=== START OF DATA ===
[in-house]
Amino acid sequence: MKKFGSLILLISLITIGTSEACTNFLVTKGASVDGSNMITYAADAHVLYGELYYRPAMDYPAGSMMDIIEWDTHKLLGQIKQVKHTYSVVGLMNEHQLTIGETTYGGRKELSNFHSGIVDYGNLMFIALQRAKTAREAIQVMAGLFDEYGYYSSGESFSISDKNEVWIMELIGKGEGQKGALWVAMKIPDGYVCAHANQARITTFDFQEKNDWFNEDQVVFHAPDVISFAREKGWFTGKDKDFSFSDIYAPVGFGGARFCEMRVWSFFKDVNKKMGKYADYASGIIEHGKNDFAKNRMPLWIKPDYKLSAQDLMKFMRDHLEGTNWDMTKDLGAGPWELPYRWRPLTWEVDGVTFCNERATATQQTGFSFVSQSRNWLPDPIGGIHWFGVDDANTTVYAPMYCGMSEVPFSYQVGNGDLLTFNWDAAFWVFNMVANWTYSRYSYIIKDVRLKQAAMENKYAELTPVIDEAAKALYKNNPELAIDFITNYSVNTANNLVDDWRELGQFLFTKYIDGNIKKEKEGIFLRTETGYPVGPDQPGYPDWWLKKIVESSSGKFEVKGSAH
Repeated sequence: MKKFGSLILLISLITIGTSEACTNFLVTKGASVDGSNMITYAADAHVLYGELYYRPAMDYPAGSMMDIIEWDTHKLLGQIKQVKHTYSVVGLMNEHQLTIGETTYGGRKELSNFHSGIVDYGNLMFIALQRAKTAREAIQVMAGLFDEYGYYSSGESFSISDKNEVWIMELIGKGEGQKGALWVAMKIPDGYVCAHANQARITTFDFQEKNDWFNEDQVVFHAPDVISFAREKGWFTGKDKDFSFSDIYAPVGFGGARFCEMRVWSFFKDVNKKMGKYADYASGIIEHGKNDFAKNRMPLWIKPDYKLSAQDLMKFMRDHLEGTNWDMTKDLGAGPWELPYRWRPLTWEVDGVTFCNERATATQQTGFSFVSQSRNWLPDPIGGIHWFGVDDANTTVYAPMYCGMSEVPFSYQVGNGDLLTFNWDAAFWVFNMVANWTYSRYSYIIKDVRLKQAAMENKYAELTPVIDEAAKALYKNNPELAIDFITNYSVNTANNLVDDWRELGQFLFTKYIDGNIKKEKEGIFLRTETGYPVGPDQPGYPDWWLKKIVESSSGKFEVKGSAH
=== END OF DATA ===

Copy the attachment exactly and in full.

[in-house]
Amino acid sequence: MKKFGSLILLISLITIGTSEACTNFLVTKGASVDGSNMITYAADAHVLYGELYYRPAMDYPAGSMMDIIEWDTHKLLGQIKQVKHTYSVVGLMNEHQLTIGETTYGGRKELSNFHSGIVDYGNLMFIALQRAKTAREAIQVMAGLFDEYGYYSSGESFSISDKNEVWIMELIGKGEGQKGALWVAMKIPDGYVCAHANQARITTFDFQEKNDWFNEDQVVFHAPDVISFAREKGWFTGKDKDFSFSDIYAPVGFGGARFCEMRVWSFFKDVNKKMGKYADYASGIIEHGKNDFAKNRMPLWIKPDYKLSAQDLMKFMRDHLEGTNWDMTKDLGAGPWELPYRWRPLTWEVDGVTFCNERATATQQTGFSFVSQSRNWLPDPIGGIHWFGVDDANTTVYAPMYCGMSEVPFSYQVGNGDLLTFNWDAAFWVFNMVANWTYSRYSYIIKDVRLKQAAMENKYAELTPVIDEAAKALYKNNPELAIDFITNYSVNTANNLVDDWRELGQFLFTKYIDGNIKKEKEGIFLRTETGYPVGPDQPGYPDWWLKKIVESSSGKFEVKGSAH
Repeated sequence: MKKFGSLILLISLITIGTSEACTNFLVTKGASVDGSNMITYAADAHVLYGELYYRPAMDYPAGSMMDIIEWDTHKLLGQIKQVKHTYSVVGLMNEHQLTIGETTYGGRKELSNFHSGIVDYGNLMFIALQRAKTAREAIQVMAGLFDEYGYYSSGESFSISDKNEVWIMELIGKGEGQKGALWVAMKIPDGYVCAHANQARITTFDFQEKNDWFNEDQVVFHAPDVISFAREKGWFTGKDKDFSFSDIYAPVGFGGARFCEMRVWSFFKDVNKKMGKYADYASGIIEHGKNDFAKNRMPLWIKPDYKLSAQDLMKFMRDHLEGTNWDMTKDLGAGPWELPYRWRPLTWEVDGVTFCNERATATQQTGFSFVSQSRNWLPDPIGGIHWFGVDDANTTVYAPMYCGMSEVPFSYQVGNGDLLTFNWDAAFWVFNMVANWTYSRYSYIIKDVRLKQAAMENKYAELTPVIDEAAKALYKNNPELAIDFITNYSVNTANNLVDDWRELGQFLFTKYIDGNIKKEKEGIFLRTETGYPVGPDQPGYPDWWLKKIVESSSGKFEVKGSAH